Learning a new language is beneficial for a multitude of reasons. A new tongue can transport you to other worlds, boost your CV, improve your communication skills, teach you about another culture and give you another perspective. Languages can help us to connect in a global and multicultural world. Ever since I could remember, I have adored picking up new tongues and imagining worlds beyond the horizon that I could only dream of. I loved the way a foreign language would sound and how I felt different according to each language I picked up. Languages are a fantastic way of growing as a person and opening up an incredible range of possibilities for your life.
The great news is that there is no shortage of languages to learn. However, it can be overwhelming. Which language should I pick? Which language can I learn easily? Which language would suit me best? I’m here to give you the ropes and advise you for semester 2. I speak French and Spanish fluently as well as having an intermediate level of Italian. I have been taking beginner Chinese classes with the Chinese Hong-Pao society. Some cultural societies like the Japanese society offer weekly classes for a membership price of £3. Additionally, the university runs a plethora of evening language classes ranging from Gaelic to Arabic. Having learnt these different languages, I am going to discuss the nature of the language, the cultures you would be engaging with and the challenges you could face.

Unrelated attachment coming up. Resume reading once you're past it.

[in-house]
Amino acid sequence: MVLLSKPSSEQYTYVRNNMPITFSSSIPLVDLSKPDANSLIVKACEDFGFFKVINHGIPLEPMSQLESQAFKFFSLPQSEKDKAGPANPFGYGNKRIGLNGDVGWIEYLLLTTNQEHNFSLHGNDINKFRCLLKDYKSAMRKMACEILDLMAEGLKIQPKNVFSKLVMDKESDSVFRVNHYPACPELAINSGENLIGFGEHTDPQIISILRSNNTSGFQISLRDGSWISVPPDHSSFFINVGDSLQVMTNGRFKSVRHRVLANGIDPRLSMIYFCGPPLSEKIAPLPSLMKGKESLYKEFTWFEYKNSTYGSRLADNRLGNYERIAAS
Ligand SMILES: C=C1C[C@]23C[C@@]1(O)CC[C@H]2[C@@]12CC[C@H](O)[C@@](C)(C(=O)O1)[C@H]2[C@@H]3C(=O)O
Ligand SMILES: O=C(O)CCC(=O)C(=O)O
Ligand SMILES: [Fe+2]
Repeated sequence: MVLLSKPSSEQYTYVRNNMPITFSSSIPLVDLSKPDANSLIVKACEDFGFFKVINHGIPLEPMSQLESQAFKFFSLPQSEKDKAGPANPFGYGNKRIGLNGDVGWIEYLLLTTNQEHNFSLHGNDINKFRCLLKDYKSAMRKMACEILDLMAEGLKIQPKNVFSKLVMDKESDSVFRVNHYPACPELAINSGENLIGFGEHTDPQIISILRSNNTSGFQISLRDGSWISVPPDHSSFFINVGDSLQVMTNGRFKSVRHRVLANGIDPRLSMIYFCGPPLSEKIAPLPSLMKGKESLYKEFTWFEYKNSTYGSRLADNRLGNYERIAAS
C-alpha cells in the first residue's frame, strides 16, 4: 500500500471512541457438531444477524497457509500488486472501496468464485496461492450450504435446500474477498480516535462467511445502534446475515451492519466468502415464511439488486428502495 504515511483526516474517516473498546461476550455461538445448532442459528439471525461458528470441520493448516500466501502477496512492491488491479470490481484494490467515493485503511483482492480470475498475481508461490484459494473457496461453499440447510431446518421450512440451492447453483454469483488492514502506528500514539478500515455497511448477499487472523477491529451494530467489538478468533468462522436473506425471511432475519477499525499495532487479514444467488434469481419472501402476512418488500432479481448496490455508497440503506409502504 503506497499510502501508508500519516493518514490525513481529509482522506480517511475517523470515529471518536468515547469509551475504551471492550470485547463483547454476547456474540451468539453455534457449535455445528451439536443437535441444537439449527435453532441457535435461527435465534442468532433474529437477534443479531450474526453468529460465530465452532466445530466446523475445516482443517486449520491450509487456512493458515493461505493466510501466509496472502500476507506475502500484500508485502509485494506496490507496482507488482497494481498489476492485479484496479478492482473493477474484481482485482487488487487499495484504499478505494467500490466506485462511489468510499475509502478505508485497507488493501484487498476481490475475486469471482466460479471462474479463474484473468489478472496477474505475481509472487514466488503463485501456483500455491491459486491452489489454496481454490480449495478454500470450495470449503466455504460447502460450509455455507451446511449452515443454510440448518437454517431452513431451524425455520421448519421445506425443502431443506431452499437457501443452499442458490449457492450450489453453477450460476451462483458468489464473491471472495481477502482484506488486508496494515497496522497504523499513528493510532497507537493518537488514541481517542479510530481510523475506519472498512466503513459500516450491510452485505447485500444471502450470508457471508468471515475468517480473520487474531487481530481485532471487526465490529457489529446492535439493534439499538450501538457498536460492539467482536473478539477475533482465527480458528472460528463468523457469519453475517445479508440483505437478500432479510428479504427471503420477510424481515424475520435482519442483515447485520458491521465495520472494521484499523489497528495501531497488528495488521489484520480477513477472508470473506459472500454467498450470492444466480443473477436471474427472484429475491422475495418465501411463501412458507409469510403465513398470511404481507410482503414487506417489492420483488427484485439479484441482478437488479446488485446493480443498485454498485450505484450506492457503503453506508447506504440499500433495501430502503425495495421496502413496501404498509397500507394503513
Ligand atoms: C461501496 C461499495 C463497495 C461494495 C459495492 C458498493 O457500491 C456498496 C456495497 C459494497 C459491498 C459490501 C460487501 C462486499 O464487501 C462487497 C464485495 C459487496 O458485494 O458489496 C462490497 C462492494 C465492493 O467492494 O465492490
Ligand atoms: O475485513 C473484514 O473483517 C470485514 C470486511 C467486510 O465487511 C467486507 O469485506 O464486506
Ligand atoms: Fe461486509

I will start with Chinese. As you many of you may already know, Chinese (Mandarin) has a reputation for being one of the hardest foreign languages to learn, especially for Westerners. This is no exaggeration. Although it is the most spoken language in the world and looks great on CVs there are many difficult elements to this language. Firstly, there is traditional and simplified Chinese. You would be learning simplified. An immediate challenge is the lack of an alphabetical system. Characters represent words. Moreover, writing Chinese can be complicated and requires more concentration and finesse than other languages do. When you learn Chinese all the words can be written out in a western style called Pinyin which acts as an alphabet for learners. Pinyin is phonetic. If you are good with memorization and are more mathematical Chinese could be for you as learning extensive characters requires an excellent pictographic memory. There are 5 tones when it comes to speaking Chinese. If you are musical or have a good ear, then this language could be for you. It is incredibly important to be able to hear the different tones so bear that in mind. Some sounds are also hard for Westerners to make. However, the language has a fascinating history and comes from an ancient culture. China is a diverse and fascinating country and is increasingly becoming more significant on the global stage! Chinese is not for the faint of heart and already having mastered one or more foreign languages might help before attempting to learn this unique tongue.